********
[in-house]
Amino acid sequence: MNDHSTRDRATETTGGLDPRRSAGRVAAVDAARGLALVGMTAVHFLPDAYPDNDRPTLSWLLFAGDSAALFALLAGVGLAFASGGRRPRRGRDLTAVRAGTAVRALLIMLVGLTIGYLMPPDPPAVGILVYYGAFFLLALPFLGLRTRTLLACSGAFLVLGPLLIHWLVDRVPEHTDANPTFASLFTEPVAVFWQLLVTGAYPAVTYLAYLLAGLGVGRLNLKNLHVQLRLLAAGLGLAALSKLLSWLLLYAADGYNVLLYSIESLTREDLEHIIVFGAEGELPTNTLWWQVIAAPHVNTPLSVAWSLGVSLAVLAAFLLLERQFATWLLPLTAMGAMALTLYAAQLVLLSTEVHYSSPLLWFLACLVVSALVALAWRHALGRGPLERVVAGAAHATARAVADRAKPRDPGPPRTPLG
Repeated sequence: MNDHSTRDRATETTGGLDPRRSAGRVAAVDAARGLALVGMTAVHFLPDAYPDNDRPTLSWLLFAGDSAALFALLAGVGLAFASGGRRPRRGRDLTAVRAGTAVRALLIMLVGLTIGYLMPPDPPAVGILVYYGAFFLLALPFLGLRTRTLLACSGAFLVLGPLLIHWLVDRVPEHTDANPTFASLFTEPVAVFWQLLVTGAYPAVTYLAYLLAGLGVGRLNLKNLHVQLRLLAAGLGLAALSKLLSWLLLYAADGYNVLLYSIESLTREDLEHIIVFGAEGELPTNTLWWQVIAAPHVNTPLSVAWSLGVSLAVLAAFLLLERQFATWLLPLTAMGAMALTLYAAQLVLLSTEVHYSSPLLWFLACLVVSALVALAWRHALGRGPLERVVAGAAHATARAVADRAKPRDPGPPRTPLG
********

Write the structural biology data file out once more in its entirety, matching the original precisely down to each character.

[in-house]
Amino acid sequence: MNDHSTRDRATETTGGLDPRRSAGRVAAVDAARGLALVGMTAVHFLPDAYPDNDRPTLSWLLFAGDSAALFALLAGVGLAFASGGRRPRRGRDLTAVRAGTAVRALLIMLVGLTIGYLMPPDPPAVGILVYYGAFFLLALPFLGLRTRTLLACSGAFLVLGPLLIHWLVDRVPEHTDANPTFASLFTEPVAVFWQLLVTGAYPAVTYLAYLLAGLGVGRLNLKNLHVQLRLLAAGLGLAALSKLLSWLLLYAADGYNVLLYSIESLTREDLEHIIVFGAEGELPTNTLWWQVIAAPHVNTPLSVAWSLGVSLAVLAAFLLLERQFATWLLPLTAMGAMALTLYAAQLVLLSTEVHYSSPLLWFLACLVVSALVALAWRHALGRGPLERVVAGAAHATARAVADRAKPRDPGPPRTPLG
Repeated sequence: MNDHSTRDRATETTGGLDPRRSAGRVAAVDAARGLALVGMTAVHFLPDAYPDNDRPTLSWLLFAGDSAALFALLAGVGLAFASGGRRPRRGRDLTAVRAGTAVRALLIMLVGLTIGYLMPPDPPAVGILVYYGAFFLLALPFLGLRTRTLLACSGAFLVLGPLLIHWLVDRVPEHTDANPTFASLFTEPVAVFWQLLVTGAYPAVTYLAYLLAGLGVGRLNLKNLHVQLRLLAAGLGLAALSKLLSWLLLYAADGYNVLLYSIESLTREDLEHIIVFGAEGELPTNTLWWQVIAAPHVNTPLSVAWSLGVSLAVLAAFLLLERQFATWLLPLTAMGAMALTLYAAQLVLLSTEVHYSSPLLWFLACLVVSALVALAWRHALGRGPLERVVAGAAHATARAVADRAKPRDPGPPRTPLG